Little Egypt Dances for Edison (1896).
Fatima Djemille (1890-3/14/1921) appeared at the 1893 Chicago World’s Fair. It is said but not confirmed that this Fatima was the subject of two early films, Edison’s Coochee Coochee Dance (1896) and Fatima (1897). performed at Coney Island for many years.
“La danse du ventre” (basically meaning belly dance in French) and in Turkish it’s called Oryantal Tansi (again, Oriental Dance.) Early Americans called it “The Abdomen Dance” or “Stomach Dance.” Finally most people (American) call it the “Belly Dance” which supposedly was misnamed when the first Little Egypt (Farida Mazar – Spyropoulos) danced for the infamous Sol Bloom at the Egyptian Theater, it was he who coined the term “Belly Dance.” Little Egypt is said to have danced to the song “Streets of Cairo” as one of her songs.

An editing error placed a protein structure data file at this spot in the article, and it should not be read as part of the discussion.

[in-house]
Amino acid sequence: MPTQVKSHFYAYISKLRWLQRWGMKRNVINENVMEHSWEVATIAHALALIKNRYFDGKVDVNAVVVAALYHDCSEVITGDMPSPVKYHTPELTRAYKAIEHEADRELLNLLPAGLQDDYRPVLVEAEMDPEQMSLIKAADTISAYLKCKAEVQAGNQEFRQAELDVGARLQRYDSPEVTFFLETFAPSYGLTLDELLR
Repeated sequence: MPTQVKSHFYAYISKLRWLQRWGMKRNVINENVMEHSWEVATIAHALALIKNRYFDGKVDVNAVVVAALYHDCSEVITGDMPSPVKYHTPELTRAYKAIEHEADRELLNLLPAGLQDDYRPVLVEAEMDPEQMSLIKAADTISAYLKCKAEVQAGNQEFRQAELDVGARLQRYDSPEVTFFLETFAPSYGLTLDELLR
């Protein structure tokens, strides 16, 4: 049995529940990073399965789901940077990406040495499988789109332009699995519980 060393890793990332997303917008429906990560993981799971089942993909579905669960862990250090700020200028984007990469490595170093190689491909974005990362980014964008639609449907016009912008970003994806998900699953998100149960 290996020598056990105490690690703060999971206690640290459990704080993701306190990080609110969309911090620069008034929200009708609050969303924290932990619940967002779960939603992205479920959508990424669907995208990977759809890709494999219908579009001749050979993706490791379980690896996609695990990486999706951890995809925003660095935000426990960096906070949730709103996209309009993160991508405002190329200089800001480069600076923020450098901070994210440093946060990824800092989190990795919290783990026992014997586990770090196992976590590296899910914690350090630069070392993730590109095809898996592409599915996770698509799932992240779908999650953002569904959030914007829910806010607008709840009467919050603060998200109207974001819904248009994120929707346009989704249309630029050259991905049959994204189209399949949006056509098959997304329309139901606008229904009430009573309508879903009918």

Ashea Wabe became the talk of the town and made front page news in December of 1896 after she danced for Fifth Avenue, NY’s “Seeley bachelor party” held at Sherry’s Restaurant which was raided by the vice squad. The Trans-Mississippi and International Exposition, held in 1898 in Omaha, included performances by a dancer advertised as Little Egypt, it was verified that she was Ashea Wabe … Wabe stated: “It’s just this way. There are four ‘Little Egypts’ in this country, three in Chicago and one in Minneapolis. They claim to be ‘Little Egypt,’ but I am the only genuine one.” Wabe died in her West 37th Street apartment in 1908 of “gas asphyxiation.”
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————————Music used in this clip is by:
“Old Road” by Kevin MacLeod is licensed under a CC Attribution 3.0.